Brain unfolding and flattening to view multiple visual areas

We have developed algorithms for stripping off the skull and then reconstructing the complete folded cortical surface of each cerebral hemisphere from structural MRI images. Once we have obtained a surface free of topological defects, it can be unfolded to better view the location of visual areas which in real life are partly hidden in deep fissures (sulci). This procedure works by gradually reducing curvature while trying to minimize areal and angular distortion.

Here's how the skull is first removed using a stiff deformable template.
The original cortical unfolding process descibed in Dale and Sereno (1993) is shown in the next movie (red => sulci, green => gyri).
In the next movie, one hemisphere is initially shown in ventral view. It then begins to unfold, while at the same time slowly rotating to a medial view. The visual areas are shown in yellow and blue (yellow => mirror-image, and blue => non-mirror-image visual field representation) while the position of the sulci are shown in grays (dark gray => sulci, light gray => gyri).
In the next movie, the same hemisphere is shown initially in a medial view. Once again it unfolds, but this time, slowly rotating to a posterior view.
In the next movie, the process by which portions of the cortex are completely flattened to a plane is shown. The posterior portion of the cortex containing retinotopically organized visual areas has been detached, and then cut a second time along the fundus of the calcarine sulcus. It was then flattened at once to a plane. The movie shows how the flattened surface is then unfurled on the plane by reducing areal and angular distortion. This process opens up the cut along the fundus of the calcarine which is visible at the left. In this case, the cortex has been colored just by curvature (red => sulci, green => gyri).
The next movie (same color code as previous) shows the flattening of the entire cortex. In this case, a series of cuts were made along the medial wall and the entire cortex allowed to unfurl on the plane.
The next movie shows the same full-cortex-unfolding sequence, except this time, distortion measures are plotted instead of curvature. Areal distortion is shown in color (red => expansion, green => contraction) and shearing distortion is shown as the length of small white line segments (a little difficult to make out at this magnification). There is an initial expansion (red) of the lateral surface which eventually resolves to a slight compression (green). The shearing distortion (white) is quite obvious around the circumference of the brain early in the unfolding.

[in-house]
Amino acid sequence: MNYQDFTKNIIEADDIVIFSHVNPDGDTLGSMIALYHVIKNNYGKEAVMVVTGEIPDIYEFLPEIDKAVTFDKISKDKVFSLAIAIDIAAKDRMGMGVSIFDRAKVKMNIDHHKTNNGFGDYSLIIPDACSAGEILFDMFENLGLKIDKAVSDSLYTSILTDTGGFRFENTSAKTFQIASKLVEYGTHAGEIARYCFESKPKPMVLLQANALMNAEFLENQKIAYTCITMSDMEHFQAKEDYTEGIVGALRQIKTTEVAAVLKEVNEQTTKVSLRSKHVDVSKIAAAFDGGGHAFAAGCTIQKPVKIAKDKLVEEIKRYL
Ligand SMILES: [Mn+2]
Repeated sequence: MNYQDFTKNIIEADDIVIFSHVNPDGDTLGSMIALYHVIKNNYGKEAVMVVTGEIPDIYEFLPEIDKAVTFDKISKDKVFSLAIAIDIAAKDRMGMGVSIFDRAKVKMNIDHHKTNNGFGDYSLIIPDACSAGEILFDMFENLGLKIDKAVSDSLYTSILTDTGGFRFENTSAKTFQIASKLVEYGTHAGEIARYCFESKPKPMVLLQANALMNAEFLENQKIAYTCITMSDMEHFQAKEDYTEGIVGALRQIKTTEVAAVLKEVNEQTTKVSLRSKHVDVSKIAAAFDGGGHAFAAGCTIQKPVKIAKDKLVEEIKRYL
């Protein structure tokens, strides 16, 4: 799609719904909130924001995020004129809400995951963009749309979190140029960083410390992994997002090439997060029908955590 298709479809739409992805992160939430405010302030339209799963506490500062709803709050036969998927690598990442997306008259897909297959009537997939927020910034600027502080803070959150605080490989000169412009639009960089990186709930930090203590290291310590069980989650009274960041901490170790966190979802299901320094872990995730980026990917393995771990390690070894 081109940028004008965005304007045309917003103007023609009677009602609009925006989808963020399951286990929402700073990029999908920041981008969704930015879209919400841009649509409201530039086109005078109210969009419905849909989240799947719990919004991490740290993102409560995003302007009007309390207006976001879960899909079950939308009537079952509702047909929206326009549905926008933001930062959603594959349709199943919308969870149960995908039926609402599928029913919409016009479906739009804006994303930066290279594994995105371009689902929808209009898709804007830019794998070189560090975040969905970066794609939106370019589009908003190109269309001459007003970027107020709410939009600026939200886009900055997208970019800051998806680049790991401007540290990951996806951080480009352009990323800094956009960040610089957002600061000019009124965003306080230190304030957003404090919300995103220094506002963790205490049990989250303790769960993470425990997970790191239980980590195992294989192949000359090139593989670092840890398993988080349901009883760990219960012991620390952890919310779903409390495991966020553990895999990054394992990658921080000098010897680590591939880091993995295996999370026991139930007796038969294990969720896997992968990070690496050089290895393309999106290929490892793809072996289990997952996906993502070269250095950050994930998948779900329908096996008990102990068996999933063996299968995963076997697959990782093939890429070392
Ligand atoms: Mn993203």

The next movies show animations of the response to a rotating semicircle on a unfolded and flattened cortex in two subjects. The white regions in each frame represent the maximum response of the cortex at a particular phase of the rotating semicircular stimulus. The phase is also color coded (red is lower field, blue is horizontal meridian, and green is upper field).
The next movie shows a similar animation for the expanding ring stimulus. The pattern here is considerably simpler since isopolar angle lines run approximately perpendicular to the areal boundaries.
This movie shows an animation of the response to a bandpass noise stimulus where the center of the bandpass was swept from high to low frequencies. The peak responses are drawn on a representation of the gray/white matter boundary and the brain is tilted to show the superior temporal plane.
Same as last movie but shown on the unfolded cortical surface.
The next movie shows the result of deforming the inflated brain into an ellipsoid, which makes it possible to establish a spherical polar coordinate system (latitude and longitude) on the brain. The brain is rotated toward a medial view as it is deformed.
Once established on the ellipsoid, the coordinate system can be drawn on any surface. This movie shows the coordinate system drawn on the cortex as it unfolds into an area-corrected ellipsoid.
This movie shows how one ellipsoidal brain surface can be mapped to a second ellipsoidal brain surface in a point-to-point fashion using information about the curvature of the two brains (the target brain surface is not shown). By repeated application of this algorithm in a binary tree, a canonical brain surface can be constructed. A single point on this surface then indexes single points on all the surfaces from which it was made.
The movie shows the result of a small bug in one program for deforming the cortical surface...

Not a human, but quite folded.
For details, see Dale and Sereno (1993), Sereno et al. (1995), and Sereno et al., Dale et al., Tootell et al., Talavage et al., Krubitzer et al. forthcoming.

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